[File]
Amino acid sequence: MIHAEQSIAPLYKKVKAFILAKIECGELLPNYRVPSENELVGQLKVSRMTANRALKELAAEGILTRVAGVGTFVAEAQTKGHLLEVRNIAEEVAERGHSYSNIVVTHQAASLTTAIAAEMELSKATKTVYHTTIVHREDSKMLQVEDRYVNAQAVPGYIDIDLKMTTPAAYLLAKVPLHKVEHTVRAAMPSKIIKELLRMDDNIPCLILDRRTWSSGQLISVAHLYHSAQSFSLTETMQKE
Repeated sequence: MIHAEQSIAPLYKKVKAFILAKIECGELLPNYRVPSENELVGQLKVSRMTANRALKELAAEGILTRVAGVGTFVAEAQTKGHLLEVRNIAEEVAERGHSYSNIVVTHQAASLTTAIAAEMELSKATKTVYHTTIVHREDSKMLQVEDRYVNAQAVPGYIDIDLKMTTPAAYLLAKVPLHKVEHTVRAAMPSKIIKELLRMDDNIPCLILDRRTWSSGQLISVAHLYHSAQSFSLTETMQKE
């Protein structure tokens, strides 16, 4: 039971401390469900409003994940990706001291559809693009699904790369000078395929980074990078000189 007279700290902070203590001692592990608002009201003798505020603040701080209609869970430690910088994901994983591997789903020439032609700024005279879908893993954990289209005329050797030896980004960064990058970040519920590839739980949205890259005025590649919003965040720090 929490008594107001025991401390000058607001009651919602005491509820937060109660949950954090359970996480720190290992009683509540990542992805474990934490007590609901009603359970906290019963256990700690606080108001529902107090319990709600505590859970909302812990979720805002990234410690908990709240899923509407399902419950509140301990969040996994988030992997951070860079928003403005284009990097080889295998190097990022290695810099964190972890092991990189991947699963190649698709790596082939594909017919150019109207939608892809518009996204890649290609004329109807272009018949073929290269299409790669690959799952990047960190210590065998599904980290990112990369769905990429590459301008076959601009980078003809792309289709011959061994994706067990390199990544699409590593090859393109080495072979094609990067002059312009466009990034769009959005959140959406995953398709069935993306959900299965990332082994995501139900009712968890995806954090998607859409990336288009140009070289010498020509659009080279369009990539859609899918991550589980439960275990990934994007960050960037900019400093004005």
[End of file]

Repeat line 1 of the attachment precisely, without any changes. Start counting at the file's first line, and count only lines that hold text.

Amino acid sequence: MIHAEQSIAPLYKKVKAFILAKIECGELLPNYRVPSENELVGQLKVSRMTANRALKELAAEGILTRVAGVGTFVAEAQTKGHLLEVRNIAEEVAERGHSYSNIVVTHQAASLTTAIAAEMELSKATKTVYHTTIVHREDSKMLQVEDRYVNAQAVPGYIDIDLKMTTPAAYLLAKVPLHKVEHTVRAAMPSKIIKELLRMDDNIPCLILDRRTWSSGQLISVAHLYHSAQSFSLTETMQKE